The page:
Shelley Homan
Olathe
The Humane Society of the US, and its Kansas director, have been diligently working to end the use of gas chambers in Kansas shelters by offering training and assistance for smaller cities to learn how to implement humane euthanasia by injection rather than by use of the CO chambers. These chambers are often poorly maintained, malfunction and can subject animals to suffering for up to 30 minutes during the euthanasia process.
There are currently four remaining city shelters in Kansas with operating gas chambers – Humboldt, Norton, Chanute and Eureka. The Eureka shelter has announced that it will move to the injection-based euthanasia. There are an estimated 50 shelters in the US still using the chambers. Twenty-one states have banned the practice, and Kansas needs to do the same.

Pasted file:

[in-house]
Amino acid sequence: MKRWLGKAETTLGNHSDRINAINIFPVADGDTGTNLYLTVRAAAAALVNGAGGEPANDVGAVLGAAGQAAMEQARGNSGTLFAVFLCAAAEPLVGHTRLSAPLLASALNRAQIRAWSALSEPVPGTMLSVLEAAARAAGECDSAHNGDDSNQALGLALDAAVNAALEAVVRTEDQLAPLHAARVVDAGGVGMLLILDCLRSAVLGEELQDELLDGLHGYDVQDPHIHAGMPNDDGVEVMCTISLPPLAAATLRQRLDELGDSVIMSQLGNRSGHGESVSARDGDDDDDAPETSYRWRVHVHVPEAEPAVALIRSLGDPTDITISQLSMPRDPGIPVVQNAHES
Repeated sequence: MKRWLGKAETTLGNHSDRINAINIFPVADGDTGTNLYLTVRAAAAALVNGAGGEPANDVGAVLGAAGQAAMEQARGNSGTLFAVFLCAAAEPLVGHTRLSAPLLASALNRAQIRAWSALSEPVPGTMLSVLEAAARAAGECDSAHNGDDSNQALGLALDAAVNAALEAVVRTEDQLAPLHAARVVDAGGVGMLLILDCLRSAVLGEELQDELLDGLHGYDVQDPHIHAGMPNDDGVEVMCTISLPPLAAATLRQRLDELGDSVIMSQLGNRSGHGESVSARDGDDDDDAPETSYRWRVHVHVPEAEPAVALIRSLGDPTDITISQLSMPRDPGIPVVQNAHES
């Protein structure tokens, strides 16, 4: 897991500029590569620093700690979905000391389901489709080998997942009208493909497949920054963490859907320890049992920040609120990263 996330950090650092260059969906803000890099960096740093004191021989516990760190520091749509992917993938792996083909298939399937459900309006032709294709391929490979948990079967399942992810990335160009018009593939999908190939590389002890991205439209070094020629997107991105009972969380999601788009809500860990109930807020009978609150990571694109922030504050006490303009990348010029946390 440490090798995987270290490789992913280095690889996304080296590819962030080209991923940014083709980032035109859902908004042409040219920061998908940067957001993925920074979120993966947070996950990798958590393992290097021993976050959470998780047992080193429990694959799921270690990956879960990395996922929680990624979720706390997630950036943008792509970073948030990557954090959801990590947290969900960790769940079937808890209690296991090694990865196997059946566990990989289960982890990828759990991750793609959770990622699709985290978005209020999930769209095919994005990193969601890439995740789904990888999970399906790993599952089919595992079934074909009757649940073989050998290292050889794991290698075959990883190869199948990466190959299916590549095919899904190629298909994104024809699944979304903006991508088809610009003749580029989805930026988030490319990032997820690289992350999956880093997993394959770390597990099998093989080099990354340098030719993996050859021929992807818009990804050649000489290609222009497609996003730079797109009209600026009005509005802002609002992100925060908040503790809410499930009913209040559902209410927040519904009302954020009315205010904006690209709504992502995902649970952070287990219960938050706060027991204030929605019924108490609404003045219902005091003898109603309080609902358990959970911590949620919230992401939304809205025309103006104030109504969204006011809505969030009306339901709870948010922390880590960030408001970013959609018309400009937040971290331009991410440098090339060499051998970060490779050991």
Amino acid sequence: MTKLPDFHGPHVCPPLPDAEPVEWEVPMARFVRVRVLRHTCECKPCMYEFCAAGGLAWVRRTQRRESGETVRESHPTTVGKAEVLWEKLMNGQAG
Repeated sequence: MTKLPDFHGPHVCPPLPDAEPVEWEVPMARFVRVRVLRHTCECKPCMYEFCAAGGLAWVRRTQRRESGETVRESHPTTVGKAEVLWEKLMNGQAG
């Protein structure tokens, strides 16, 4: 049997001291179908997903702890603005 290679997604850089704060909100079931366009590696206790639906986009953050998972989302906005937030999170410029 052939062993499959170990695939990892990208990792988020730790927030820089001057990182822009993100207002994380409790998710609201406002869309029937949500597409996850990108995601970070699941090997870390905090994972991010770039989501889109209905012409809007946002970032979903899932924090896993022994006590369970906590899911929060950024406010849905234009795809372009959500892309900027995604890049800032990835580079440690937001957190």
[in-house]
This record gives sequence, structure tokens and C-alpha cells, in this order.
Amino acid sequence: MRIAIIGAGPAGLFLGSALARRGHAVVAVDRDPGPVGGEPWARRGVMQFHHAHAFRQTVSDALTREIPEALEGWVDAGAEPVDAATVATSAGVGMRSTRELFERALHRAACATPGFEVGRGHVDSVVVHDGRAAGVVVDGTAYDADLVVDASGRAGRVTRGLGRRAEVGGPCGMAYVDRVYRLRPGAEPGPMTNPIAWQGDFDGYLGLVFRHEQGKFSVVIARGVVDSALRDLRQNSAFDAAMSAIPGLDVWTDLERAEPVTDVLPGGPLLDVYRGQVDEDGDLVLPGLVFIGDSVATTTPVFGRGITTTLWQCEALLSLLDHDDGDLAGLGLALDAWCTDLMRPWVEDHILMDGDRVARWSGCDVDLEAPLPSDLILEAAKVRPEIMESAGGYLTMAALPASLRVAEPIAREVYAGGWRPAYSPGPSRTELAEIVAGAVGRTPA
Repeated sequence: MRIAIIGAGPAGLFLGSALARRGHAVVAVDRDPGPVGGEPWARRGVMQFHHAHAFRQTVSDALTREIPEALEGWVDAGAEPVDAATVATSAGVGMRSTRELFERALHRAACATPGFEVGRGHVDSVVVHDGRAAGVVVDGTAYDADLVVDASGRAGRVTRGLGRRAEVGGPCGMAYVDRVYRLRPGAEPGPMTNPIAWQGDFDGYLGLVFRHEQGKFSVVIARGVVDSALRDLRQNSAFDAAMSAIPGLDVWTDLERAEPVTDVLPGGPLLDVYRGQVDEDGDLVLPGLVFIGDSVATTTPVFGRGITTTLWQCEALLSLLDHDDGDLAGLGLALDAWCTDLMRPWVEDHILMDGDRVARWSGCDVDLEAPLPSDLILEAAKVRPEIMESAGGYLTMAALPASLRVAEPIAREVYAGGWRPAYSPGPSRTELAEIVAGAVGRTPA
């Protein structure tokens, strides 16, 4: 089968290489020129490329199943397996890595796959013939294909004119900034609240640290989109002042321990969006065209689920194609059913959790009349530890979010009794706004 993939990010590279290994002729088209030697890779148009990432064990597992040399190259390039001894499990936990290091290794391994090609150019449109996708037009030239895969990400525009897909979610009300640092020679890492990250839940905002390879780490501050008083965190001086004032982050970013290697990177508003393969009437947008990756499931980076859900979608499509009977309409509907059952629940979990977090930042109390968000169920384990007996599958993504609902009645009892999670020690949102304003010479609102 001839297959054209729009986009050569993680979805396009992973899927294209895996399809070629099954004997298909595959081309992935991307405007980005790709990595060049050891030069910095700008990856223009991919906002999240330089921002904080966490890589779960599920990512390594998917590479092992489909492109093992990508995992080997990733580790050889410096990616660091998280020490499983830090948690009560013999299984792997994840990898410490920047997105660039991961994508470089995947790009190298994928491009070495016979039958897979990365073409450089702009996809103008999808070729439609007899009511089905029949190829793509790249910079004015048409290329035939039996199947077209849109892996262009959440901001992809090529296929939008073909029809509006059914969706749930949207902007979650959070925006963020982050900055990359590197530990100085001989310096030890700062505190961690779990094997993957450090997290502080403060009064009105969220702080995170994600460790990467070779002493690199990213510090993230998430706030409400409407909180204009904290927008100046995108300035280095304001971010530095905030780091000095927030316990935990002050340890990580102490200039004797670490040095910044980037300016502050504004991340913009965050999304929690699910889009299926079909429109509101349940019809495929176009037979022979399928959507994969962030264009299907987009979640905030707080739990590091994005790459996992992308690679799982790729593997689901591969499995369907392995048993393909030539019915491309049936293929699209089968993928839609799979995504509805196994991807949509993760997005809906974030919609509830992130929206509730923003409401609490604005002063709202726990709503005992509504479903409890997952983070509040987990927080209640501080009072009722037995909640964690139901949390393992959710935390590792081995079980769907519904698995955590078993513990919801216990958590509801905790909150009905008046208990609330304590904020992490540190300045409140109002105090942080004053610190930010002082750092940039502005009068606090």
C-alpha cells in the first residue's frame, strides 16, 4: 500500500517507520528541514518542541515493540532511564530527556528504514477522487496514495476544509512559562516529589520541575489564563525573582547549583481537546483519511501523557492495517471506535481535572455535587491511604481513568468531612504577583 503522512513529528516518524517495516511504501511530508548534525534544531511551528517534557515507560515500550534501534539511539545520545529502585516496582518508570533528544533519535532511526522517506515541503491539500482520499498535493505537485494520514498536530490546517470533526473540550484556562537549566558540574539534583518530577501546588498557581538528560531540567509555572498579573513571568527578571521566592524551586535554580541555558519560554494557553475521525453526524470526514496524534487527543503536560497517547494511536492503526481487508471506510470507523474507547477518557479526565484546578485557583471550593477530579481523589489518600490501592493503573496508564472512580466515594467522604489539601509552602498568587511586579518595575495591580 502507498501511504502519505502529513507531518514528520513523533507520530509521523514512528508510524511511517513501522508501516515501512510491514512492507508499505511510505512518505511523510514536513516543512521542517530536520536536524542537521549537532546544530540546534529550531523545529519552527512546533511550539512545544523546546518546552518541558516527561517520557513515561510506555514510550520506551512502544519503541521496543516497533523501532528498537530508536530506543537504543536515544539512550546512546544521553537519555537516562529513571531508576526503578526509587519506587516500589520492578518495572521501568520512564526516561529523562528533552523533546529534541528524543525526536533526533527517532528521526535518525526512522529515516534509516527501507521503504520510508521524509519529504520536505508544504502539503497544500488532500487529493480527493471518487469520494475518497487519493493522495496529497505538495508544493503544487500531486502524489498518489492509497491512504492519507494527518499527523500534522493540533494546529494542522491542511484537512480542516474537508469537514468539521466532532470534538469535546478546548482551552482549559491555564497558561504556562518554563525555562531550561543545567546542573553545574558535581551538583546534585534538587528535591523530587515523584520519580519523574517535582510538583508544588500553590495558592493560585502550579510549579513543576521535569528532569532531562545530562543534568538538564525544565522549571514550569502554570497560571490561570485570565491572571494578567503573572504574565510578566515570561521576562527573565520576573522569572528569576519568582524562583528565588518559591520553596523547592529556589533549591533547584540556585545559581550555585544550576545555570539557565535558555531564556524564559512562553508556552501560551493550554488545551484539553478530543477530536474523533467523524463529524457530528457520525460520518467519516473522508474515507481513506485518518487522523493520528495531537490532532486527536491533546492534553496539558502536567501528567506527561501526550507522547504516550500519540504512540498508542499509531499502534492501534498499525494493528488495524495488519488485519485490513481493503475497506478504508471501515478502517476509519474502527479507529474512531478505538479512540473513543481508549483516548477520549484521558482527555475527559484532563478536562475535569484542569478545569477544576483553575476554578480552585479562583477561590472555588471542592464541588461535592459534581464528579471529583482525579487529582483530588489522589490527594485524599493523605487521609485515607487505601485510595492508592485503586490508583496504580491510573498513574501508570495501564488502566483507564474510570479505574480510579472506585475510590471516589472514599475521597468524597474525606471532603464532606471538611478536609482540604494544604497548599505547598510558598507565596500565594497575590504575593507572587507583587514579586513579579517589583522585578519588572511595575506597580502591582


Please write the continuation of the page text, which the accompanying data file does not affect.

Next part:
Of course, if all pet owners act responsibly and spay/ neuter their pets, euthanasia rates will drop significantly, benefiting both taxpayers and our animals.